Immigrant student details burdens of life outside U.S.
How often do we hear the phrase “My life isn’t fair” when walking around campus?
How often is the biggest problem in one’s life not getting a text back from his or her crush?
Or more frequently, not knowing what to wear to the next date function?
We’ve all heard it—and although it’s difficult to admit, we have all been victims of those complaints.
I won’t deny it—I’ve complained too. Yet, there is a part of me that always serves as a reminder that as a Villanovan, I am blessed.
Perhaps it’s because I’ve seen the other side of the world. That’s why I would like to invite you to think twice before you agonize over not getting a response from some guy or having to wear a repeated dress on a Friday night.
Let’s take a country like Iran for example. Did you know that if an Iranian woman and a man who aren’t married are caught talking on the streets, they will most likely get approached by the police?
If they fail to provide evidence that they don’t have any relationship, they will often get arrested. I think that’s just a little bit more extreme than “no response” text messages, don’t you think? That’s not the worst of it, though.
If a man and a woman actually happen to be involved together, they will be punished for showing signs of public affection.
Therefore, all relationships are usually handled secretively in order to avoid the dangers of getting caught by the police.
This next point is for all the girls. Don’t you love dressing up for class?
Putting on those Guess jeans and that Juicy blouse gives you that extra confidence as you stride around campus, right? If you go to Iran, though, forget about it.
Women are required to follow a mandatory style of dress which consists of covering their hair with a hijab, wearing a knee-length jacket—which means even an inch higher will get them into trouble—and closed-toed shoes. You probably like adding some flare to your attire with accessories, right?
Well, the only accessories women in Iran can get creative with is the make-up on their faces.
Iranians still find a way to cope and survive though, despite these unjust laws.
They find ways to build intimate relationships privately and after years of wearing a hijab, it has become a part of their lifestyles.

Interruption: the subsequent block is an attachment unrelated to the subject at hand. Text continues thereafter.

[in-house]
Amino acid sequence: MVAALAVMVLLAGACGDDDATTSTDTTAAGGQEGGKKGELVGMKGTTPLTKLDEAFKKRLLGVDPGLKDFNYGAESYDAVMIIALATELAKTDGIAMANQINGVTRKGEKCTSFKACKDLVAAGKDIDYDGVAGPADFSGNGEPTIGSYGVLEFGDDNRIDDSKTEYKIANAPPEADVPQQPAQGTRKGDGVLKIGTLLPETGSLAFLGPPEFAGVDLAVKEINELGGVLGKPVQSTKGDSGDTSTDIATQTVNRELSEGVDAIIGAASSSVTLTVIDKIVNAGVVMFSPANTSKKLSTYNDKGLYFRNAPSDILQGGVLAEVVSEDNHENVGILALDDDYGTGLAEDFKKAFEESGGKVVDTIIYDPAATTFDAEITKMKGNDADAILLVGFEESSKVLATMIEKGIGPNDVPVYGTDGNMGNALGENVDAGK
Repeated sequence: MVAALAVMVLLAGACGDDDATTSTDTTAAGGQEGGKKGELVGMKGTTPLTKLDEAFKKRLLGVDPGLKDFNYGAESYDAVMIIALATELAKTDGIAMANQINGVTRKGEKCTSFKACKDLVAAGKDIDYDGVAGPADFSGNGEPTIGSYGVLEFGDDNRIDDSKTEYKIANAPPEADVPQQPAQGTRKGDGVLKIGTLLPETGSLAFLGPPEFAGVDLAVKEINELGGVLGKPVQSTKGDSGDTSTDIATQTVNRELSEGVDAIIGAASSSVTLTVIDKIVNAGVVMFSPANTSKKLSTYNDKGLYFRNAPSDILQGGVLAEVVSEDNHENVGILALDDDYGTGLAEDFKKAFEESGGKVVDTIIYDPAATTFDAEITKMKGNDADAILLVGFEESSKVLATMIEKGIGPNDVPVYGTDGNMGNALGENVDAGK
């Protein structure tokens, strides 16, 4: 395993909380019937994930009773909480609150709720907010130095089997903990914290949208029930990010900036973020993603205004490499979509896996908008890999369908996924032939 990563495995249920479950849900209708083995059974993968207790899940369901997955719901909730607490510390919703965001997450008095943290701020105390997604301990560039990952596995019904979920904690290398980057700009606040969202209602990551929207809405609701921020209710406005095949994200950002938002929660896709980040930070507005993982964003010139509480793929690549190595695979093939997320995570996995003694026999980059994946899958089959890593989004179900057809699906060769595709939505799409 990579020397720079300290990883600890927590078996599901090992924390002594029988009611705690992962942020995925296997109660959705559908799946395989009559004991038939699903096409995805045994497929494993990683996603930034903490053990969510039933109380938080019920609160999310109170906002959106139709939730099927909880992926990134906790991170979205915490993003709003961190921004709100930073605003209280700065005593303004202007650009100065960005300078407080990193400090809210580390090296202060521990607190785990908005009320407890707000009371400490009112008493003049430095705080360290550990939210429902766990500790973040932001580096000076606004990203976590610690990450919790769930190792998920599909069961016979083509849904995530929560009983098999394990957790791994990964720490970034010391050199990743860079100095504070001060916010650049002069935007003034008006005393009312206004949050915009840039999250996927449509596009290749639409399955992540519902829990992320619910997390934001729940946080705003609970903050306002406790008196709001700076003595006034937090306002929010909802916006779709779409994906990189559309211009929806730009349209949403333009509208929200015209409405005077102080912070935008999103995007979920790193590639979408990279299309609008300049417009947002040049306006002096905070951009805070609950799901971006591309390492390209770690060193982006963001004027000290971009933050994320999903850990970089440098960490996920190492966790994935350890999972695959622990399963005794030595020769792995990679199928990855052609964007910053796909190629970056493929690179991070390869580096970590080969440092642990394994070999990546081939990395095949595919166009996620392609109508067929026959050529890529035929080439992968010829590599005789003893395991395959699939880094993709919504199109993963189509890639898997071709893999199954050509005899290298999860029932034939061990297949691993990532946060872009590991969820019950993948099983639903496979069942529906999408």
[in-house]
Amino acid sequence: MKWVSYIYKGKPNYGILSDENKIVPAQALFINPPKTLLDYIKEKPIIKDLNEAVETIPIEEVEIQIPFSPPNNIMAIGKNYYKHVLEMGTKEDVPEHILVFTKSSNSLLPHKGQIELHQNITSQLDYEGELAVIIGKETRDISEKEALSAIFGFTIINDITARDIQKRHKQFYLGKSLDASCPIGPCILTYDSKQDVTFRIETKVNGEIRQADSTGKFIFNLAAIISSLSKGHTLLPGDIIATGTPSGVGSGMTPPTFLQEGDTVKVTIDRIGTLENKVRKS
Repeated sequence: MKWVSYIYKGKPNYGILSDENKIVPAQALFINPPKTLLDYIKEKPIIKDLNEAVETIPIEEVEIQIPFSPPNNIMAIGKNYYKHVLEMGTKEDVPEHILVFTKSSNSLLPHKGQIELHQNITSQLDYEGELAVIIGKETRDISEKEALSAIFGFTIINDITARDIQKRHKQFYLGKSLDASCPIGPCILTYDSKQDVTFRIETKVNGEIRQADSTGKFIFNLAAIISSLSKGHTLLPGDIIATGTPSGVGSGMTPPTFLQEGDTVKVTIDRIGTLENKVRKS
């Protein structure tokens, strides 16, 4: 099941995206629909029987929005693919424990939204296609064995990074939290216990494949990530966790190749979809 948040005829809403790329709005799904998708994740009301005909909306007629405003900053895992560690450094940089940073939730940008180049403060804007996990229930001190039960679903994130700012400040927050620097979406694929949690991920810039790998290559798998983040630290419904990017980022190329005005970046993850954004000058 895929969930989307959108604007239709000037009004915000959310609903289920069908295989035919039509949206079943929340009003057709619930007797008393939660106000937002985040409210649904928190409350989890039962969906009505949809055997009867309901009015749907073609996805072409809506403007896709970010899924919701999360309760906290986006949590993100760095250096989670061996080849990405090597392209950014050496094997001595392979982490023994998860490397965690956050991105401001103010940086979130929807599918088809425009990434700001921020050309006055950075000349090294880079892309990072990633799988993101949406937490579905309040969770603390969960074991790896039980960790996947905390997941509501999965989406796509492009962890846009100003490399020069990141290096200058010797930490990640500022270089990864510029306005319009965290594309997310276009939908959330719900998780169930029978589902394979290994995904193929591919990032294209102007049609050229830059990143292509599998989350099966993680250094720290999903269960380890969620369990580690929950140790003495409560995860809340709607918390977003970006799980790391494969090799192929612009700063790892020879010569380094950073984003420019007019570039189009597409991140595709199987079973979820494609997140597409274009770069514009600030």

My next point, however, explores the injustice in Iran and in countries much similar to it.
Isn’t it convenient that you can go to the bookstore on campus to get aspirin for your headaches or the nearest CVS for any medication that you desire? This is often a convenience we take for granted.
In Iran and in many other underprivileged countries, the distribution of medicine is risky business.
Most people get their medications through unauthorized systems, which means that they have to pay more money and risk not receiving the proper medication.
If they don’t have enough money to take this route, these individuals resort to lower medication with lower quality.
Ultimately, it is the freedoms and liberties we take for granted. The stressful life at Villanova is not easy to handle at times.
However, as Villanovans, we have to remind ourselves that not getting attention from our crush, not having the desired dress or even getting a bad grade on a test does not mean that our lives “are not fair.”
The opportunities we have as students of this community and as citizens of this country are true blessings that we need to take time to appreciate each and every day of our lives.
Life is never easy—I will admit to that. Yet, it certainly is fair. Life is fair as long as we believe that it is.
The best way to realize this is to recognize the larger implications that are currently happening around the world.
The situation in Iran is just a minor example compared to other countries that have citizens suffering under even more difficult circumstances.
So, next time you say “My life isn’t fair,” think twice.